Visually, the two buildings impress with their timber facades of locally sourced larch wood. The facade of the town hall has been constructed using staggered, vertically projecting modules with photovoltaic cells and high-quality thermal insulation. Story-high glazed facade elements are used to optimize the intake of daylight. The facade of the circular day nursery building features narrow strips of vertical timber cladding and large openings with balcony doors, as well as an access balcony at second floor level. The openings have been placed to provide daylight and vistas to the outside while also offering direct access to the building.
The new Freiburg Town Hall is the first net-surplus-energy building of this category worldwide.
During the course of the year, the building generates more energy than it consumes. The excess energy is fed into the city grid.
In accordance with the strict criteria of the PassivHaus standard, the primary energy demand of the town hall for heating, cooling, ventilation, and hot water supply is as low as 55 kilowatt hours per square meter per year—which is only 40 percent of the primary energy demand of comparable modern office buildings.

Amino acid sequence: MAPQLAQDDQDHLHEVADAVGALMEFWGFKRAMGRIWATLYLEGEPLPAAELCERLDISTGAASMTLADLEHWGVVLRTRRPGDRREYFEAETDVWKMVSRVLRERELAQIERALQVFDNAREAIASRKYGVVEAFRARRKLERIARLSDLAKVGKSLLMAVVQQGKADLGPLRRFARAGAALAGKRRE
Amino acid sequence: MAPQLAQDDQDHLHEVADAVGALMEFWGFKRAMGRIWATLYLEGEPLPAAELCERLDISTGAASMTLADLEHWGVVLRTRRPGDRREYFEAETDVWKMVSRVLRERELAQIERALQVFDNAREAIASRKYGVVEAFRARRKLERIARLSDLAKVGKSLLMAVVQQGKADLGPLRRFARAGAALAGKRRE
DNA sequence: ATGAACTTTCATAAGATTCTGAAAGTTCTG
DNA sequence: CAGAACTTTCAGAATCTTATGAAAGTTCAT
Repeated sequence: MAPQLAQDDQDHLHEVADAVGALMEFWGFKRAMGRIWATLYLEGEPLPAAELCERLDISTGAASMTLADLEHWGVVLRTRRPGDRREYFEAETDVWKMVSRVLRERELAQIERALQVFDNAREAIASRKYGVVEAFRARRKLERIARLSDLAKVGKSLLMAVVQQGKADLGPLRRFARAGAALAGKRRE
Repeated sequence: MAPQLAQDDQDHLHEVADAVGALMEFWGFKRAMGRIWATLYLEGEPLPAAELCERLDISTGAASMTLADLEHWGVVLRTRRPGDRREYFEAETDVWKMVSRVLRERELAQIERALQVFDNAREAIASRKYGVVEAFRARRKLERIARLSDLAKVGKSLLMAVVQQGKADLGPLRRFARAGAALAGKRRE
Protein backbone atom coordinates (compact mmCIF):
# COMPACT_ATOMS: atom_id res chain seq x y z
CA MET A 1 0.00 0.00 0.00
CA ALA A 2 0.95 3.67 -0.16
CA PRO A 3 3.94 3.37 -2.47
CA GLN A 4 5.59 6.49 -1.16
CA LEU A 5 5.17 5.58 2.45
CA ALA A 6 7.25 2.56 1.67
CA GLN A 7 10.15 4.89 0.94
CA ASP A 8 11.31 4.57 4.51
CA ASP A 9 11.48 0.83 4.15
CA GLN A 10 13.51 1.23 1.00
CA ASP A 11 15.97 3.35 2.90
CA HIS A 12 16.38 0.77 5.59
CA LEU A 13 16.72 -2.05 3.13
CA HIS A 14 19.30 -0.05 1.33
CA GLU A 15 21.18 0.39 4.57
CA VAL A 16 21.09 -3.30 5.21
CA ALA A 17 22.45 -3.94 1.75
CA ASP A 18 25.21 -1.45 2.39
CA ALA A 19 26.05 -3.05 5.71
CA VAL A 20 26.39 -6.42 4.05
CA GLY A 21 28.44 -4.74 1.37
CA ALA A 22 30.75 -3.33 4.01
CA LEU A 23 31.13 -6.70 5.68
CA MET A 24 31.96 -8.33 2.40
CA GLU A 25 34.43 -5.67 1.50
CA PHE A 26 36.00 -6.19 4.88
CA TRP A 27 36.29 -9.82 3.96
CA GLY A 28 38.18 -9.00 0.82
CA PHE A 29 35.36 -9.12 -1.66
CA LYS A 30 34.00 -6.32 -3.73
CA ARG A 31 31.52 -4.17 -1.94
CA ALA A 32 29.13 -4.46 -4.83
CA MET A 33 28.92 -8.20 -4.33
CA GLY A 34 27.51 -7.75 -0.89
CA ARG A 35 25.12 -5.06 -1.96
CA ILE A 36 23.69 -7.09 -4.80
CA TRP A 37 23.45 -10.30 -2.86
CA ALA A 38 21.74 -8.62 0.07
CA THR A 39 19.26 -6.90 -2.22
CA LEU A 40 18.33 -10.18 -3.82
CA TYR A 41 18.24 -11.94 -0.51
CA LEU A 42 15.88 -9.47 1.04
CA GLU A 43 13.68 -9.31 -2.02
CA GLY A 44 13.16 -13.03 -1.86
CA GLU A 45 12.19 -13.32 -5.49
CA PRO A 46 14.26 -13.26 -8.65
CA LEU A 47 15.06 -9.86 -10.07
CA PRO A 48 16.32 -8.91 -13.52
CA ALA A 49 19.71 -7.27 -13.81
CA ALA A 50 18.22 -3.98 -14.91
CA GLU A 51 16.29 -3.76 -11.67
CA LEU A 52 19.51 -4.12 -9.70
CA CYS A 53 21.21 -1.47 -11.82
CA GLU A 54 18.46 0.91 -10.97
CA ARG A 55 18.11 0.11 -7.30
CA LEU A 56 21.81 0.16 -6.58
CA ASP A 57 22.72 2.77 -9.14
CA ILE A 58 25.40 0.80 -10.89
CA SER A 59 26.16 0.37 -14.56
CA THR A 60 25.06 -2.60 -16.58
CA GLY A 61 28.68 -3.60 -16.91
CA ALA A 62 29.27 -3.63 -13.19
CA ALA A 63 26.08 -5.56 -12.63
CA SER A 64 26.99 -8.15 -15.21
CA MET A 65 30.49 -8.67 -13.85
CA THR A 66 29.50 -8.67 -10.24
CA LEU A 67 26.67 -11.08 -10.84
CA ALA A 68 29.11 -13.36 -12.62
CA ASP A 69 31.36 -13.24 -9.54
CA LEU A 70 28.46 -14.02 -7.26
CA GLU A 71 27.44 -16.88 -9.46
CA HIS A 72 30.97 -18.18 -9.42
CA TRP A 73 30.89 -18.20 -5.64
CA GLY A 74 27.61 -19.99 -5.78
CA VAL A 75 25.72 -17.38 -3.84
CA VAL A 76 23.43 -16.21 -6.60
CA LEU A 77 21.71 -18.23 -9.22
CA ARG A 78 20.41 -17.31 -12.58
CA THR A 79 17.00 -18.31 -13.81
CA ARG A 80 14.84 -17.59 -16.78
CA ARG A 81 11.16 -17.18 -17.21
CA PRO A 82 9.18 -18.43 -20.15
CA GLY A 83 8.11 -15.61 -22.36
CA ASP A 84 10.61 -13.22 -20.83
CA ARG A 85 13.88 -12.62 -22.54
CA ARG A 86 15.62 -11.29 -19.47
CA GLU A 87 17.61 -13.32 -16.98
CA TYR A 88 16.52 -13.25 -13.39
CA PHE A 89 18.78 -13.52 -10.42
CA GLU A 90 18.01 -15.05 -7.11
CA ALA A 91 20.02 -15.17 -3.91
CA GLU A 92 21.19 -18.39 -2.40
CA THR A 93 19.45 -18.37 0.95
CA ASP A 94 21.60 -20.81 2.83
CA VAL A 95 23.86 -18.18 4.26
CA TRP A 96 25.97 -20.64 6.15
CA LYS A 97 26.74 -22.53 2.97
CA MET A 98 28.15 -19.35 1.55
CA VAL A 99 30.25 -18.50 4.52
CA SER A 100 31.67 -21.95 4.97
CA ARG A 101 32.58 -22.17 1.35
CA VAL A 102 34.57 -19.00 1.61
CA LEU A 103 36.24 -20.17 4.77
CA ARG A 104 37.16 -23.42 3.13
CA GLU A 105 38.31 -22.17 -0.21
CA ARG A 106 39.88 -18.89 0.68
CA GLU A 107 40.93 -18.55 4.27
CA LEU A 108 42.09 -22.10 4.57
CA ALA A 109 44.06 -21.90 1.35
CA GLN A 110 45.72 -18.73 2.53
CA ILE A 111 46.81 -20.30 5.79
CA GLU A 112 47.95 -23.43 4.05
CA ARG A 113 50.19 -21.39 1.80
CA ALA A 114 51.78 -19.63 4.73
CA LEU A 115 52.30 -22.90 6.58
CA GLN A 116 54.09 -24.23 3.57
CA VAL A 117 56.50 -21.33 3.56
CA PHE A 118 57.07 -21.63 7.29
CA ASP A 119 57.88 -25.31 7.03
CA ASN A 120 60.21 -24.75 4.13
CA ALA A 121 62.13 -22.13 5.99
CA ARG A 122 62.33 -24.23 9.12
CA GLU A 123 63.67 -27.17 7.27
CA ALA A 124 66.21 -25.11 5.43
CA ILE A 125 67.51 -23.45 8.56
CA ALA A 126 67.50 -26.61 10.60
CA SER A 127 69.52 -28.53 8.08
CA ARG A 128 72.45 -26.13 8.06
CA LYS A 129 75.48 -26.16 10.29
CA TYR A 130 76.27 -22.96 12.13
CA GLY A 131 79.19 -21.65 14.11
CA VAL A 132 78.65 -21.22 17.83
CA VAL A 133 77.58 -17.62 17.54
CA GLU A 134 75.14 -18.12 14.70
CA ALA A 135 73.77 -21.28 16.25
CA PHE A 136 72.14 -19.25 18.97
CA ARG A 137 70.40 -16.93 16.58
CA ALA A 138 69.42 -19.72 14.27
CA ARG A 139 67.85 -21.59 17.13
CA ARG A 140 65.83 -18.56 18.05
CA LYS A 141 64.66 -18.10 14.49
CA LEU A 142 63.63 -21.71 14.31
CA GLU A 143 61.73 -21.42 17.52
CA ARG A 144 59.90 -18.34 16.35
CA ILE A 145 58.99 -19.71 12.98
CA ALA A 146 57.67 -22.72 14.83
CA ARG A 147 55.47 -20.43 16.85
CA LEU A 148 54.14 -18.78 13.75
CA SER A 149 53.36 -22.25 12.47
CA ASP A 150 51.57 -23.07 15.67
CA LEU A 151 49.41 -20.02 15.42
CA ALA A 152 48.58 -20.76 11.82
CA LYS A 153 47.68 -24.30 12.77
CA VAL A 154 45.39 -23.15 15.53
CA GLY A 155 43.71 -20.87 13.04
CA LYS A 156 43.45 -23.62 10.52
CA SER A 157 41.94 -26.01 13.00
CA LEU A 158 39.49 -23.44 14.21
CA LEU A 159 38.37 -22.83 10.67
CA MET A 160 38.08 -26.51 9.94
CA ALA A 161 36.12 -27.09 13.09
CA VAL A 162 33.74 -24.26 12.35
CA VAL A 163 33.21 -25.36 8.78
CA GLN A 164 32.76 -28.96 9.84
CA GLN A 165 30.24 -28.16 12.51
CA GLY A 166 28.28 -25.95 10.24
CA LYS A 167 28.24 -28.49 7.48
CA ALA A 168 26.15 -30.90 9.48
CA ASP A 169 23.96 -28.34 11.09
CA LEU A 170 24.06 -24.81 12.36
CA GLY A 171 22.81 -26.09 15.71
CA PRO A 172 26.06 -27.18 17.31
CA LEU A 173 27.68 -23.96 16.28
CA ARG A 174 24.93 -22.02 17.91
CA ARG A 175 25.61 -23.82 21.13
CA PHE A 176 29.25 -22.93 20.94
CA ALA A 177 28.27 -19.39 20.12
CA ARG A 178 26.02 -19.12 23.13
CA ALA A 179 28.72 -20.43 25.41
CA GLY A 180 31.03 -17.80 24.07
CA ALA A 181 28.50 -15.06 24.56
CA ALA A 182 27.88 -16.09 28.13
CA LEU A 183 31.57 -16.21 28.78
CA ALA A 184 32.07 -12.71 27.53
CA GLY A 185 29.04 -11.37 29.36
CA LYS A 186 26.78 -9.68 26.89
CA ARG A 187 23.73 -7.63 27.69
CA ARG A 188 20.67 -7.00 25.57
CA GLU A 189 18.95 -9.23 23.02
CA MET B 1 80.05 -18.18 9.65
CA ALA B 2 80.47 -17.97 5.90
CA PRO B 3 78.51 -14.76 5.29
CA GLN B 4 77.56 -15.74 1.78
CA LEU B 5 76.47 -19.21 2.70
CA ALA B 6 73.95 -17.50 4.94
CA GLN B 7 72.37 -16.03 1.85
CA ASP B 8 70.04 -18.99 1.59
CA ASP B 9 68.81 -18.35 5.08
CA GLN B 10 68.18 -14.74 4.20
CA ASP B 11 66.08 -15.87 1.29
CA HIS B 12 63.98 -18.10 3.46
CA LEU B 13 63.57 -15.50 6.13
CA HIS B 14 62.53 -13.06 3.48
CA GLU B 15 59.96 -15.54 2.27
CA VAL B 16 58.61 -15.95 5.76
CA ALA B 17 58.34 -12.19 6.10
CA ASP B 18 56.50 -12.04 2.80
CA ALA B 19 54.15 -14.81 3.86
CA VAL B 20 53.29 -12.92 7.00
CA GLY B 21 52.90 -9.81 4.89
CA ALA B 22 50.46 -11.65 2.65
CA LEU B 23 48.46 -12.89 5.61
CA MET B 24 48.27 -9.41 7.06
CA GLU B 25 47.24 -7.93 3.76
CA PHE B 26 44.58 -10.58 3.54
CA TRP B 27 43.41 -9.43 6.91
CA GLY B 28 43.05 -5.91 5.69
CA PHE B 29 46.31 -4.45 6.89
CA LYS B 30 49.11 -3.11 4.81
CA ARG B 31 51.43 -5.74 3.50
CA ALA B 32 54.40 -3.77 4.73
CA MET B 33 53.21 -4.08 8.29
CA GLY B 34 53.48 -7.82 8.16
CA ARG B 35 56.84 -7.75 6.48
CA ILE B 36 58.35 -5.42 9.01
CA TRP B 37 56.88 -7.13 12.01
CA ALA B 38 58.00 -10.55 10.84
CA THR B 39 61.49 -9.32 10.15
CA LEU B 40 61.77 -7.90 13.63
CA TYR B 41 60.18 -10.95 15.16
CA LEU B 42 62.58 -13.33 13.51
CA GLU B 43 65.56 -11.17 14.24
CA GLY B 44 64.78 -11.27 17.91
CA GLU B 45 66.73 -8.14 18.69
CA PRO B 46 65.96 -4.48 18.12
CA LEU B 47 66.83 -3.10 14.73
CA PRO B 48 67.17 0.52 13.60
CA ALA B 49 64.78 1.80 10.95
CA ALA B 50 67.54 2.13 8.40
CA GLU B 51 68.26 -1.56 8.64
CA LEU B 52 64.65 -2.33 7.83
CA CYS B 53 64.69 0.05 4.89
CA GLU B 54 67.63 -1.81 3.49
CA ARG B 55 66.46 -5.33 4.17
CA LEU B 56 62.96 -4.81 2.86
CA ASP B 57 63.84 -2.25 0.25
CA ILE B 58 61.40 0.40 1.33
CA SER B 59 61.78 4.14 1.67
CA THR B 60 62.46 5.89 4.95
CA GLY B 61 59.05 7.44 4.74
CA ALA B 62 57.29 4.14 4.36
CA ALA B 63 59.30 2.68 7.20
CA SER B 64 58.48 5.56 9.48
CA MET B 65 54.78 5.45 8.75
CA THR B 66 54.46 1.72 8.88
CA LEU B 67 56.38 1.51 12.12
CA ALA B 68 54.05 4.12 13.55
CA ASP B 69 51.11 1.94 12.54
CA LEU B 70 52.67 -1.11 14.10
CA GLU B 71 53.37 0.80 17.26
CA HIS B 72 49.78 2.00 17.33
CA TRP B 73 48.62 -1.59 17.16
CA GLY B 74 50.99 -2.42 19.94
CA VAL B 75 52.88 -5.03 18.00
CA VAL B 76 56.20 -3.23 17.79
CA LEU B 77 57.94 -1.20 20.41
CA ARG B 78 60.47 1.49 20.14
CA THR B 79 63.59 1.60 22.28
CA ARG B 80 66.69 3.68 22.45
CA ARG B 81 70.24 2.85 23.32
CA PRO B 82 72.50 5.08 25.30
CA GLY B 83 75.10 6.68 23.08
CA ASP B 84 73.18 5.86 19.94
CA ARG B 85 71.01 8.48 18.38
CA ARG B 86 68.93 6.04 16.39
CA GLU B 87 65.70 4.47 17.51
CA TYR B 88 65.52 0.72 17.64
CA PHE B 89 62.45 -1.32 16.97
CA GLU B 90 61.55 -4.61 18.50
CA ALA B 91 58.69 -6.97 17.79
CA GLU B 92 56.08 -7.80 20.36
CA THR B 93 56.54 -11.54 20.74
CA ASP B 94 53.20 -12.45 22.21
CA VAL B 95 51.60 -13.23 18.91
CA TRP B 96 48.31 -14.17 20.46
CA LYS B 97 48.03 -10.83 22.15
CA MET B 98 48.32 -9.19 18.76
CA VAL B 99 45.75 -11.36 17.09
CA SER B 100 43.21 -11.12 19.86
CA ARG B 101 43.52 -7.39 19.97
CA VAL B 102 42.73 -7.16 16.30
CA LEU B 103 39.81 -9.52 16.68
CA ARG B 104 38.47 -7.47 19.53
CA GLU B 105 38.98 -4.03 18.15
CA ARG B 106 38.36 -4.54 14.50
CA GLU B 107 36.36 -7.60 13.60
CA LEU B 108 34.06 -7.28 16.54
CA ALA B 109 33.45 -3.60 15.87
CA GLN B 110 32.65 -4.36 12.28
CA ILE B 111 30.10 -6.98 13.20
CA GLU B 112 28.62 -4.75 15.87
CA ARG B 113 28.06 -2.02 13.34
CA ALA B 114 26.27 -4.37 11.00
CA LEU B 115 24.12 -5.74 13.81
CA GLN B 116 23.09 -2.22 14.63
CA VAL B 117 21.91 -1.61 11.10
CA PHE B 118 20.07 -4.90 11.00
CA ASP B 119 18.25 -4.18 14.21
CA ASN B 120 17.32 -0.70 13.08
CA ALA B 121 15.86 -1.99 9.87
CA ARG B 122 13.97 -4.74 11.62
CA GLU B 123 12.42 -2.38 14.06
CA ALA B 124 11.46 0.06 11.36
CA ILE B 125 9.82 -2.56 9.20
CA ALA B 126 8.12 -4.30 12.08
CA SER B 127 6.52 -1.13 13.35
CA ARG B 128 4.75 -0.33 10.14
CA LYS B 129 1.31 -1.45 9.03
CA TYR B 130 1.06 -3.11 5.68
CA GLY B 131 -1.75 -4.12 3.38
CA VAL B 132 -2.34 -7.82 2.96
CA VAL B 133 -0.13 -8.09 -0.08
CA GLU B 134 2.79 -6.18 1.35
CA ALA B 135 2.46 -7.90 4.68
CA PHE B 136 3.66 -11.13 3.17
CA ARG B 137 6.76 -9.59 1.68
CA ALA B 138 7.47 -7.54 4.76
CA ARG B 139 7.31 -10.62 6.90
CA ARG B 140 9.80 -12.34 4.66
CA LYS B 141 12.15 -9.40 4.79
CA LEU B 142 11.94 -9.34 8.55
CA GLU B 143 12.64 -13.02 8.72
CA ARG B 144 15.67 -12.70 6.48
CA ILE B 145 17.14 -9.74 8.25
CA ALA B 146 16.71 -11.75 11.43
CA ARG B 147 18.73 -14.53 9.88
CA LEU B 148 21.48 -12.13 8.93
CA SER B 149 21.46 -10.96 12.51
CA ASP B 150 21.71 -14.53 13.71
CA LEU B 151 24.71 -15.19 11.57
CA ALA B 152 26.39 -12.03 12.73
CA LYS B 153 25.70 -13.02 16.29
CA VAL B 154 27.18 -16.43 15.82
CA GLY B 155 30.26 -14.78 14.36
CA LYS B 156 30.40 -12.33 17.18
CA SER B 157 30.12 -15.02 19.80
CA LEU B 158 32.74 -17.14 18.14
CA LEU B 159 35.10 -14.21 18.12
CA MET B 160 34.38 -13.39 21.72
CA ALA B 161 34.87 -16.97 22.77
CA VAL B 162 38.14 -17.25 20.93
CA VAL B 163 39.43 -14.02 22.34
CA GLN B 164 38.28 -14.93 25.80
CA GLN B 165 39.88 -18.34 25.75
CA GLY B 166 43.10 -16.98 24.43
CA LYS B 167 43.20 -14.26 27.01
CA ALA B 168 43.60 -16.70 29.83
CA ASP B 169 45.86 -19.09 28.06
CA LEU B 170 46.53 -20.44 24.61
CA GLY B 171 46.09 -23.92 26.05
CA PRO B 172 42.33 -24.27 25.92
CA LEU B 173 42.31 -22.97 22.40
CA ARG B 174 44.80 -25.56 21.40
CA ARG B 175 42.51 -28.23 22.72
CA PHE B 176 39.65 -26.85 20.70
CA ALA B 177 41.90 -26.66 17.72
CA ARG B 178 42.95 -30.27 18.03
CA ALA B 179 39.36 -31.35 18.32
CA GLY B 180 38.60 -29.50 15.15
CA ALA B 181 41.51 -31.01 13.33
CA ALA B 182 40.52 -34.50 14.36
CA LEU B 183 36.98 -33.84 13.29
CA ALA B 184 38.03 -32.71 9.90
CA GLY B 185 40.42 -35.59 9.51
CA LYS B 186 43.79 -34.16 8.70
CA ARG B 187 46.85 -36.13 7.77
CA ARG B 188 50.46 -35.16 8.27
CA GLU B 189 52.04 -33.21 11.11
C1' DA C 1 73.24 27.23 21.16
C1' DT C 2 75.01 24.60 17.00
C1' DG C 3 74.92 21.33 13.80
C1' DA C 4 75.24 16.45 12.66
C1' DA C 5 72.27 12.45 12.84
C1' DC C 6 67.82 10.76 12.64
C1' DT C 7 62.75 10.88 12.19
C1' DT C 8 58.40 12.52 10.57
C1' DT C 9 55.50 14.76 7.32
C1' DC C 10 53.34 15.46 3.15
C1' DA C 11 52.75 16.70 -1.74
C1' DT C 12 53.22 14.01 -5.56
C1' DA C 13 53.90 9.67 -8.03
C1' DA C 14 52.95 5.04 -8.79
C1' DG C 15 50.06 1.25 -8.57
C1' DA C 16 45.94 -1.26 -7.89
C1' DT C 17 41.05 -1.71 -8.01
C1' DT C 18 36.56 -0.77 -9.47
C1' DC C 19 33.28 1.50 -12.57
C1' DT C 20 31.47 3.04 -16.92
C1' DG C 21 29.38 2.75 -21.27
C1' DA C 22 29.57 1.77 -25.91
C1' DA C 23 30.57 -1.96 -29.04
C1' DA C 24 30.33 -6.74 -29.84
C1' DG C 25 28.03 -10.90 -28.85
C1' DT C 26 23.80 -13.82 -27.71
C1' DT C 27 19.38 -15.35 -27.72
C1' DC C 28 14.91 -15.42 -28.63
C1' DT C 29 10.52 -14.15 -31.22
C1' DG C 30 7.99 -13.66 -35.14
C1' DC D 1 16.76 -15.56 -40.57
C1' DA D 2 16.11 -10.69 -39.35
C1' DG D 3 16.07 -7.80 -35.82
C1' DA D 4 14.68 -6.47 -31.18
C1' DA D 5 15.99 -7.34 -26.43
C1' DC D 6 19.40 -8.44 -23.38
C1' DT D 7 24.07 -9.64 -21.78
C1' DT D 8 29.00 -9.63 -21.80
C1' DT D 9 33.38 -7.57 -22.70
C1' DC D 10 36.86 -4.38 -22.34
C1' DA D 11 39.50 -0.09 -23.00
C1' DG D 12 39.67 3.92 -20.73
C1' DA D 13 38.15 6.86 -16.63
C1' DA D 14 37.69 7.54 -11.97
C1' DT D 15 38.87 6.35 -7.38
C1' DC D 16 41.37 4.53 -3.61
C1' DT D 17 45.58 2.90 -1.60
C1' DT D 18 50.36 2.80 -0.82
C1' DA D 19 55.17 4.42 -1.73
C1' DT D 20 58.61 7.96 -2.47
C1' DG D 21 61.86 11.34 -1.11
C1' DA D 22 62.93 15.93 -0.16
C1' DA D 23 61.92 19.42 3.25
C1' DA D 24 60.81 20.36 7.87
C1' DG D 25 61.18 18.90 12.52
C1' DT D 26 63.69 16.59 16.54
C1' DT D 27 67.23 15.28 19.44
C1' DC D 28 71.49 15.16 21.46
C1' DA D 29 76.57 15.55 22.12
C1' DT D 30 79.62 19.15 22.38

A special effort has been made to apply the principle of sustainability to the building as well as to the energy concept. The design relies on straightforward technical solutions that are economical to operate. The energy required for the building is generated via suction and injection wells, and thermal solar panels in combination with heat pumps. In addition, electric energy is generated by photovoltaic panels on the roof and in the facade. The energy for cooling and heating is obtained from a geothermal installation. Thermal mass activation is used for heating, which can be individually controlled in each office. The mechanical ventilation has been enhanced by highly efficient heat recovery.